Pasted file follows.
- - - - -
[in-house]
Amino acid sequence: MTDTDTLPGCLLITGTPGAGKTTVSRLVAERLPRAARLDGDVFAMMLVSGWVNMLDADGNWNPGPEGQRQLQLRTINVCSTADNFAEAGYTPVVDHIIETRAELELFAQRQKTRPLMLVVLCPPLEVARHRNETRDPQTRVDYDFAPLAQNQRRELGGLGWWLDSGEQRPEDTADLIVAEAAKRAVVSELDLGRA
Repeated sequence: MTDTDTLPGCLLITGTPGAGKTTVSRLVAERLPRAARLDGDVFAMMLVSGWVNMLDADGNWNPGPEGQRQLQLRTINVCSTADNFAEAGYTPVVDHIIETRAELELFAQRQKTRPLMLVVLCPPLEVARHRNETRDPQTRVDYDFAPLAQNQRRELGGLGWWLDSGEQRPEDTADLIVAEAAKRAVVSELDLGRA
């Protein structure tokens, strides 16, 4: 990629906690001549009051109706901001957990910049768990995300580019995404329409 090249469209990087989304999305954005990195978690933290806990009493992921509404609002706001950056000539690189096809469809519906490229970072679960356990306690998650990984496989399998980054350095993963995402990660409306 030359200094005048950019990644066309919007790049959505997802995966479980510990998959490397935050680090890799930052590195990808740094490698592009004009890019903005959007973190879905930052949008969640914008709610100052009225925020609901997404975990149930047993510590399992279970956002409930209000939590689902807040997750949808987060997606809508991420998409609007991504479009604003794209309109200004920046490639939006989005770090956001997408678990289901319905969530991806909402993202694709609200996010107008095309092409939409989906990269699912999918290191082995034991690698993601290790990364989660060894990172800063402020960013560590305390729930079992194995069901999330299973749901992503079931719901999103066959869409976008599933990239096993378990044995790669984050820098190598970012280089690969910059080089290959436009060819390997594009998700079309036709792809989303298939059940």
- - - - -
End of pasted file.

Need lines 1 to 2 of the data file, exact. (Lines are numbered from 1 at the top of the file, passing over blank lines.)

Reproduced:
[in-house]
Amino acid sequence: MTDTDTLPGCLLITGTPGAGKTTVSRLVAERLPRAARLDGDVFAMMLVSGWVNMLDADGNWNPGPEGQRQLQLRTINVCSTADNFAEAGYTPVVDHIIETRAELELFAQRQKTRPLMLVVLCPPLEVARHRNETRDPQTRVDYDFAPLAQNQRRELGGLGWWLDSGEQRPEDTADLIVAEAAKRAVVSELDLGRA